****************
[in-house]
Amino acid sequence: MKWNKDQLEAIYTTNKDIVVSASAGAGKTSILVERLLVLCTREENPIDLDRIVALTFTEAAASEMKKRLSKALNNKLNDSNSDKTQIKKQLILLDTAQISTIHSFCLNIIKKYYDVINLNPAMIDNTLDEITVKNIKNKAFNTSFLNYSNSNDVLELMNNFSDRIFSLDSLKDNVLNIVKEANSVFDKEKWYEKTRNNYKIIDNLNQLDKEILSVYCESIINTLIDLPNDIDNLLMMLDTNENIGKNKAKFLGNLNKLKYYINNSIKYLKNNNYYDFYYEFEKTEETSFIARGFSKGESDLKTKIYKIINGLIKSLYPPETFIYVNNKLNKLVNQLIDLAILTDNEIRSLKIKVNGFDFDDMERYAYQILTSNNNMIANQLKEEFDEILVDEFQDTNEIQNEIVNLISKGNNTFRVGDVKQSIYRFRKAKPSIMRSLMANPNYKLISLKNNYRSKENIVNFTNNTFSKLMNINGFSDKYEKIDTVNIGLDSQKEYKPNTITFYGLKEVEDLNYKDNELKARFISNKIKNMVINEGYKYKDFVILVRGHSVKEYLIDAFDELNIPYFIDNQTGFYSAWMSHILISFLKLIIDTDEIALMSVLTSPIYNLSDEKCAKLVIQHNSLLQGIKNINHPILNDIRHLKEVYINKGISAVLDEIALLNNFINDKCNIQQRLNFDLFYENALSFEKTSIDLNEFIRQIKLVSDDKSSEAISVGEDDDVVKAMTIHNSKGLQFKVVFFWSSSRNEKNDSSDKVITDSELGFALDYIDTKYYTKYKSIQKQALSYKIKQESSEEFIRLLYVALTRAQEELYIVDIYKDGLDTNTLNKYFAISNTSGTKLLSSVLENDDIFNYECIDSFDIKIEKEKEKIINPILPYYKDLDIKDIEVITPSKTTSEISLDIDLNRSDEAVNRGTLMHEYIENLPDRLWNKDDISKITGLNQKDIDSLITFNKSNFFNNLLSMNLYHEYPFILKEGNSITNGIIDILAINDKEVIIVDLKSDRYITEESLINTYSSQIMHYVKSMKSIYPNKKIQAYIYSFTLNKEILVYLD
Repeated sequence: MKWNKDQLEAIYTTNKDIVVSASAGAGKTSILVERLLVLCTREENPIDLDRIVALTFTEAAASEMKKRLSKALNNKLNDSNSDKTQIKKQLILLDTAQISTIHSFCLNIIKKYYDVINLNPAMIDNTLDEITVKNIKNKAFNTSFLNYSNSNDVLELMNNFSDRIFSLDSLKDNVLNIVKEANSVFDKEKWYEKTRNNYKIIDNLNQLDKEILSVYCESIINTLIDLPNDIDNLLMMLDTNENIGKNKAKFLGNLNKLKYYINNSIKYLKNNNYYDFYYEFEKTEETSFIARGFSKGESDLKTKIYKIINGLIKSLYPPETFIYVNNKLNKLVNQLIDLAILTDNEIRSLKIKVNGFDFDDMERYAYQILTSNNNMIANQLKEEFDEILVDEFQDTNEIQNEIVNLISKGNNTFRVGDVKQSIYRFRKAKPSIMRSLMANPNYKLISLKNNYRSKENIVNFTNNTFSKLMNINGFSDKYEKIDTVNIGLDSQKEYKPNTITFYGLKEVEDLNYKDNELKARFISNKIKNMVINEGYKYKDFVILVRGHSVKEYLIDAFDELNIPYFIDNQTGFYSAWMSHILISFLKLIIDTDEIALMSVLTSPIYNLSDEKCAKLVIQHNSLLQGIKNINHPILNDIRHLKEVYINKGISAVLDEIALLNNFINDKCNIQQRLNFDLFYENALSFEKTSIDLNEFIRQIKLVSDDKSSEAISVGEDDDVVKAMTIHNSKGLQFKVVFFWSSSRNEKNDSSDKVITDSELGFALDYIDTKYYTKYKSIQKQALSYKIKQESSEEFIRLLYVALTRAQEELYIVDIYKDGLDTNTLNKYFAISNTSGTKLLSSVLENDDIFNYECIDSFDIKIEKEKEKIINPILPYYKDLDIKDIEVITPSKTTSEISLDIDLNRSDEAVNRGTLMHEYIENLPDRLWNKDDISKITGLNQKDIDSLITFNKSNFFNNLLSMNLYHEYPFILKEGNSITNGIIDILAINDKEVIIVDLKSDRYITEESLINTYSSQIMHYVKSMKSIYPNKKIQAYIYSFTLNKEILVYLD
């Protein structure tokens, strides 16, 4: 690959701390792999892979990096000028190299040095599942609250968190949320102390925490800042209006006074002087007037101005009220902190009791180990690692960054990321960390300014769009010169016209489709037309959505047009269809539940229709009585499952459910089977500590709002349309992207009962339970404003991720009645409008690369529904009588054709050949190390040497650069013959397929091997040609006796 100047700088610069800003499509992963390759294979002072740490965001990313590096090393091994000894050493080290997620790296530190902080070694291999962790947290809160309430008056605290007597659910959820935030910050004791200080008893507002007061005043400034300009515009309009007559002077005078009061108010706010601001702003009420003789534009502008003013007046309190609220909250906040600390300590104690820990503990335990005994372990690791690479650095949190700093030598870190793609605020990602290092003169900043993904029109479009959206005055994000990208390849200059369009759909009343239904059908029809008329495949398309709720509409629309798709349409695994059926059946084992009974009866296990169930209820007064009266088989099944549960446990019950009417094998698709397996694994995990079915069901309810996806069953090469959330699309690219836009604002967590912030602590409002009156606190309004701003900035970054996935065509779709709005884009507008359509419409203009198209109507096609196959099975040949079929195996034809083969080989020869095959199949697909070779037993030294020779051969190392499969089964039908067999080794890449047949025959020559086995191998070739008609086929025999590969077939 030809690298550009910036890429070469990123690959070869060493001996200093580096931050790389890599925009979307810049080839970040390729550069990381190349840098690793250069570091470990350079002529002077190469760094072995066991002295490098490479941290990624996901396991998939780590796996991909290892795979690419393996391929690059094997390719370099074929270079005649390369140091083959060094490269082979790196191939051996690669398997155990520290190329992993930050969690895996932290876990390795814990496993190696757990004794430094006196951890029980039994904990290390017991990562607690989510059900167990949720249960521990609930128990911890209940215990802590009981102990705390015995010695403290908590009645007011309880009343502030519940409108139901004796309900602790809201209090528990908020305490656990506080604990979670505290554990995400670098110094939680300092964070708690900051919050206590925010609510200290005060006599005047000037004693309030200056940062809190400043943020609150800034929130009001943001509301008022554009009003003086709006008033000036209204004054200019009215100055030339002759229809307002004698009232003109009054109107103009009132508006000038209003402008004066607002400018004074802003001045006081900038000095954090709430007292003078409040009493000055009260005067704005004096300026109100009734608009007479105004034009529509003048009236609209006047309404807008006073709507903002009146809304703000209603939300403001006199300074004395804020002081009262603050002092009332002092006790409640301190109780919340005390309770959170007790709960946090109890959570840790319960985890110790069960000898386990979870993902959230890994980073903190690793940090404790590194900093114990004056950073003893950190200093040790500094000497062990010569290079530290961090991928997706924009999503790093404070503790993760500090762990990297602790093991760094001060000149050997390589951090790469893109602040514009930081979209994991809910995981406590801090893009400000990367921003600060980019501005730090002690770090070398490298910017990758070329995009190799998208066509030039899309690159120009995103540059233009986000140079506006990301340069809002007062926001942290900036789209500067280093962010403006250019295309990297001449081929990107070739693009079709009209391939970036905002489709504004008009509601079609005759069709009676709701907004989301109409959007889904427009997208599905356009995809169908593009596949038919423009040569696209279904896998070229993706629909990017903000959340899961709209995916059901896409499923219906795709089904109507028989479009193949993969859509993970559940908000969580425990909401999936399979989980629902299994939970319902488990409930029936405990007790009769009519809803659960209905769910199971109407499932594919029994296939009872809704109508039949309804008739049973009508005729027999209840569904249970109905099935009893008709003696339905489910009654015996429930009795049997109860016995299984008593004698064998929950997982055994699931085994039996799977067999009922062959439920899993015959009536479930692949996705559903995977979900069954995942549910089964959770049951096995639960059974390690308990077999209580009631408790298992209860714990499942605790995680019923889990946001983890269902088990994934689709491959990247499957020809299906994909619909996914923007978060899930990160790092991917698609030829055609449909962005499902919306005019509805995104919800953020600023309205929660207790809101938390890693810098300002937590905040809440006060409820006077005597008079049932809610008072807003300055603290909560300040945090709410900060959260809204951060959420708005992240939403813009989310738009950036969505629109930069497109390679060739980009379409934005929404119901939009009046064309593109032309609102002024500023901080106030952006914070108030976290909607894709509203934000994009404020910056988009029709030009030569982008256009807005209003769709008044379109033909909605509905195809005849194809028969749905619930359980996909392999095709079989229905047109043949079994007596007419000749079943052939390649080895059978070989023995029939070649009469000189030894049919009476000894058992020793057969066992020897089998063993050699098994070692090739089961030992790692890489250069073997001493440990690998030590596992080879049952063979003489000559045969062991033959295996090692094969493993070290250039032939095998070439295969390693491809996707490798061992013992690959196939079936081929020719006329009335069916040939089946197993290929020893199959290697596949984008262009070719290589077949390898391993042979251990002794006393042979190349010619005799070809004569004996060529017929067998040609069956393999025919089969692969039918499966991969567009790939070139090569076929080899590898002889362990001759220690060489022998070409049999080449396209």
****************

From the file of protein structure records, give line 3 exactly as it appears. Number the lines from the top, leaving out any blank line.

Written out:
Repeated sequence: MKWNKDQLEAIYTTNKDIVVSASAGAGKTSILVERLLVLCTREENPIDLDRIVALTFTEAAASEMKKRLSKALNNKLNDSNSDKTQIKKQLILLDTAQISTIHSFCLNIIKKYYDVINLNPAMIDNTLDEITVKNIKNKAFNTSFLNYSNSNDVLELMNNFSDRIFSLDSLKDNVLNIVKEANSVFDKEKWYEKTRNNYKIIDNLNQLDKEILSVYCESIINTLIDLPNDIDNLLMMLDTNENIGKNKAKFLGNLNKLKYYINNSIKYLKNNNYYDFYYEFEKTEETSFIARGFSKGESDLKTKIYKIINGLIKSLYPPETFIYVNNKLNKLVNQLIDLAILTDNEIRSLKIKVNGFDFDDMERYAYQILTSNNNMIANQLKEEFDEILVDEFQDTNEIQNEIVNLISKGNNTFRVGDVKQSIYRFRKAKPSIMRSLMANPNYKLISLKNNYRSKENIVNFTNNTFSKLMNINGFSDKYEKIDTVNIGLDSQKEYKPNTITFYGLKEVEDLNYKDNELKARFISNKIKNMVINEGYKYKDFVILVRGHSVKEYLIDAFDELNIPYFIDNQTGFYSAWMSHILISFLKLIIDTDEIALMSVLTSPIYNLSDEKCAKLVIQHNSLLQGIKNINHPILNDIRHLKEVYINKGISAVLDEIALLNNFINDKCNIQQRLNFDLFYENALSFEKTSIDLNEFIRQIKLVSDDKSSEAISVGEDDDVVKAMTIHNSKGLQFKVVFFWSSSRNEKNDSSDKVITDSELGFALDYIDTKYYTKYKSIQKQALSYKIKQESSEEFIRLLYVALTRAQEELYIVDIYKDGLDTNTLNKYFAISNTSGTKLLSSVLENDDIFNYECIDSFDIKIEKEKEKIINPILPYYKDLDIKDIEVITPSKTTSEISLDIDLNRSDEAVNRGTLMHEYIENLPDRLWNKDDISKITGLNQKDIDSLITFNKSNFFNNLLSMNLYHEYPFILKEGNSITNGIIDILAINDKEVIIVDLKSDRYITEESLINTYSSQIMHYVKSMKSIYPNKKIQAYIYSFTLNKEILVYLD